Podcast: Privateer Holdings, Tilray Founder Brendan Kennedy on Canada’s Recreational Cannabis Timeline

Privateer Holdings is the US$120 million Seattle, Washington-based private equity fund headed by Brendan Kennedy, one of the earliest investors in the legal cannabis sector. He is also co-founder of Tilray and Leafly.com

In this second part of my interview with him, we discuss:

  • evolution of regulation in the U.S. under Donald Trump;
  • timeline to reality of recreational cannabis in Canada;
  • threat posed to the legal cannabis industry by illegal dispensaries in Canada;
  • How Teva Pharmaceutical Industries Ltd (ADR) (NYSE:TEVA) foray into the global medical cannabis space is likely to affect its future.

Listen to the podcast interview with Brendan Kennedy:



James West:    Brendan you’ve spoken widely in support of Canada’s approach to marijuana; why do you think there’s such a divide between state and federal levels of acceptance toward ending marijuana prohibition in the US?

Brendan Kennedy:     Oh, you know, I think public opinion has changed dramatically in the US over the last decade. We currently have almost 90 percent of Americans believe that medical cannabis should be legal if it’s prescribed by a doctor, and just over 60 percent believe that recreational cannabis should be legalized, regulated and taxed similar to alcohol and tobacco. And that’s been a big shift, certainly in the recreational side.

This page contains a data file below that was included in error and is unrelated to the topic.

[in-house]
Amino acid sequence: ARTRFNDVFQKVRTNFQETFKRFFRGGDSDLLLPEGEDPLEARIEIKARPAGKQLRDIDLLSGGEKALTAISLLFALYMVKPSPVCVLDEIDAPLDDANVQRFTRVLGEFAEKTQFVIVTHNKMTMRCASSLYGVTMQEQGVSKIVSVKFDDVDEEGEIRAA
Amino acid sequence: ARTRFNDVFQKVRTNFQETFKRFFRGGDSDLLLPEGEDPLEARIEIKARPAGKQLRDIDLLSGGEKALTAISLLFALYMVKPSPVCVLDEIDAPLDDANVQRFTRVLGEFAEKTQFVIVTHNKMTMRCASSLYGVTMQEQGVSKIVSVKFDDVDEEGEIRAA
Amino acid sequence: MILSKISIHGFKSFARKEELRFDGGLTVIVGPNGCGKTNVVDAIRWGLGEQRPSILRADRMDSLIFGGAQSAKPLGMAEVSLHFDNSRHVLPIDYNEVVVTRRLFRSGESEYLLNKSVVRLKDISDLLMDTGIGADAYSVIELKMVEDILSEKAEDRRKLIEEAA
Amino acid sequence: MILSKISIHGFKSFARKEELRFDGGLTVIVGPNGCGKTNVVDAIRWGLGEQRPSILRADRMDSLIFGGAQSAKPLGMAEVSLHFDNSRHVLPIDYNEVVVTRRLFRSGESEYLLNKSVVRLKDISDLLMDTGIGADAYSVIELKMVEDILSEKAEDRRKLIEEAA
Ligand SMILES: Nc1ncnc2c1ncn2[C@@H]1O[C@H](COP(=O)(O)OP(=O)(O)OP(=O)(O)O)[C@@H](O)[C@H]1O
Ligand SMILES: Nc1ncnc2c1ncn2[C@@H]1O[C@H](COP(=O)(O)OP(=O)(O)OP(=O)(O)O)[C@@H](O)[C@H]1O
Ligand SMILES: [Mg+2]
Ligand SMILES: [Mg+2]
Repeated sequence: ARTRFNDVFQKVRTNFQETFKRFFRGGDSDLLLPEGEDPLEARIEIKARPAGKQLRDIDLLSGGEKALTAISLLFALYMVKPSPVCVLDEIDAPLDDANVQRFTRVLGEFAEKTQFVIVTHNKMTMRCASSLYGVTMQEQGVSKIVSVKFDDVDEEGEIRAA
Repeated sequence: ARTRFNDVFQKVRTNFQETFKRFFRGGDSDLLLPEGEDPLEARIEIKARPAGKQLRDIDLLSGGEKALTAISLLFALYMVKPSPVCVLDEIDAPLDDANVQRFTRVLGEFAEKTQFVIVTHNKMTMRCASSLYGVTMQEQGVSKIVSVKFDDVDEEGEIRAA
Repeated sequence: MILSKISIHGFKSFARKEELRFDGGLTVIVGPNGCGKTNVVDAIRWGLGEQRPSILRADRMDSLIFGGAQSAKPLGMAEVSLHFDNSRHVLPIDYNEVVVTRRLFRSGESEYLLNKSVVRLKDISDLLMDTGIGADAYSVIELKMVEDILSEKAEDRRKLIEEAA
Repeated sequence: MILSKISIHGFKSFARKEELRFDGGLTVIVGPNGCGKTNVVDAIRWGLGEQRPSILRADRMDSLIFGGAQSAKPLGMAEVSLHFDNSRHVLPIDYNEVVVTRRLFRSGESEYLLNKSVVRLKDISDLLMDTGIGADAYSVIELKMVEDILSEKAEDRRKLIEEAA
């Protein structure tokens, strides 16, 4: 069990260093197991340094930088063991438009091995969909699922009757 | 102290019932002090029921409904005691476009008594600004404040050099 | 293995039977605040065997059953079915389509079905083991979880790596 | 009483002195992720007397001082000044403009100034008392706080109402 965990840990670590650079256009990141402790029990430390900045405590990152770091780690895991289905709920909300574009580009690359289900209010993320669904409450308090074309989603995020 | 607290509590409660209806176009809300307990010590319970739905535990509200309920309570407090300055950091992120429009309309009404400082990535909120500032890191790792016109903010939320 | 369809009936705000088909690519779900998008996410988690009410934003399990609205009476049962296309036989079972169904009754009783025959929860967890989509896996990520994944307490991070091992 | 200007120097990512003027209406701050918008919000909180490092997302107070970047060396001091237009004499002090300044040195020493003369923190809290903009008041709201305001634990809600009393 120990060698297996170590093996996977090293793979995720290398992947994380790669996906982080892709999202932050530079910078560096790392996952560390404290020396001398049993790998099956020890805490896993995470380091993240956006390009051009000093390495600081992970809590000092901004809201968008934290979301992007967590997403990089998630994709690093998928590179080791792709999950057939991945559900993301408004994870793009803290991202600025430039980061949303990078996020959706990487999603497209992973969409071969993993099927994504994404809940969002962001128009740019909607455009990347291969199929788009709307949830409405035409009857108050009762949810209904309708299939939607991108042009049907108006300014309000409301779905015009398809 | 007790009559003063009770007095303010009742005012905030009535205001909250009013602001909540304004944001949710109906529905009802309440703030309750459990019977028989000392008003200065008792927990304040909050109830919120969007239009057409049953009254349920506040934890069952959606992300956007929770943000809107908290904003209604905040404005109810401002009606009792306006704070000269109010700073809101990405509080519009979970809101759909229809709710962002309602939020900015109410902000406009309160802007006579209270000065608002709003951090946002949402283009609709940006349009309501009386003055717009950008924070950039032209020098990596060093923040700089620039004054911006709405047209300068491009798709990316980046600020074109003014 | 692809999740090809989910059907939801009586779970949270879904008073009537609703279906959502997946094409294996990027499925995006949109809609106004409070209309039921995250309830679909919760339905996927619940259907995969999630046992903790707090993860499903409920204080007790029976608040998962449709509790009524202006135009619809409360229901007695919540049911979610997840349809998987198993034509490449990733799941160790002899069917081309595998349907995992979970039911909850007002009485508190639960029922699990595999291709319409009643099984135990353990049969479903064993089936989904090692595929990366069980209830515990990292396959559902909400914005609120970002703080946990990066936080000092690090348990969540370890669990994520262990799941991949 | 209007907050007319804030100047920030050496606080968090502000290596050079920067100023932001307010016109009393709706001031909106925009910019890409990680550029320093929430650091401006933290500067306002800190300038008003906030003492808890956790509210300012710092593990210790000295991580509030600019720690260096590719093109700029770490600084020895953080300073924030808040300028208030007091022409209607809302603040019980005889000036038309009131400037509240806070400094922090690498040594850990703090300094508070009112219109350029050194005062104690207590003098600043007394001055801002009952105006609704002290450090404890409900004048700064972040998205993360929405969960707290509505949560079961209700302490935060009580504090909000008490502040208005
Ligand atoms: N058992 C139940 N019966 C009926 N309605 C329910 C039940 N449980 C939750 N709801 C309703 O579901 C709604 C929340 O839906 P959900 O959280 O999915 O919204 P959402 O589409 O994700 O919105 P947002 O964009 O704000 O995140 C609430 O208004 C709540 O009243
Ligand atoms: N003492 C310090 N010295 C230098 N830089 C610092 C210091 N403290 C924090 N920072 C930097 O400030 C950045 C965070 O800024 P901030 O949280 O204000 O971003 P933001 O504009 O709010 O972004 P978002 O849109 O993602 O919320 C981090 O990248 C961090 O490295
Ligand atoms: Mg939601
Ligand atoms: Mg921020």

And it takes politicians and bureaucrats and policymakers a while to catch up to public opinion. And so that’s the shift that we’re in the midst of. In the US election in November, we saw eight additional states legalize recreational medical cannabis.

James West:    All right. Now, in that election, we also saw Donald Trump get elected, and his nomination for Attorney General is Jeff Sessions, who has been a rather vocal opponent of legalization for even medical purposes in the United States. And in fact, Politico Magazine came out with an article that they titled “Sessions’ Coming War Against Medical Marijuana in the US”. Do you think that Sessions represents an existential threat to legal marijuana in the United States?

Brendan Kennedy:     I certainly think there’s a potential threat, however, I think that the same populist movement that elected Donald Trump in November also legally enacted medical cannabis and recreational cannabis measures in eight states. If you look at a place like Florida, where 70 percent of the voters voted to legalize medical cannabis, it really is a sign. It’s an indication that this is a topic that is supported on both the right and the left, that both Democrats and Republican voters believe that it’s time to change Federal policy in the US.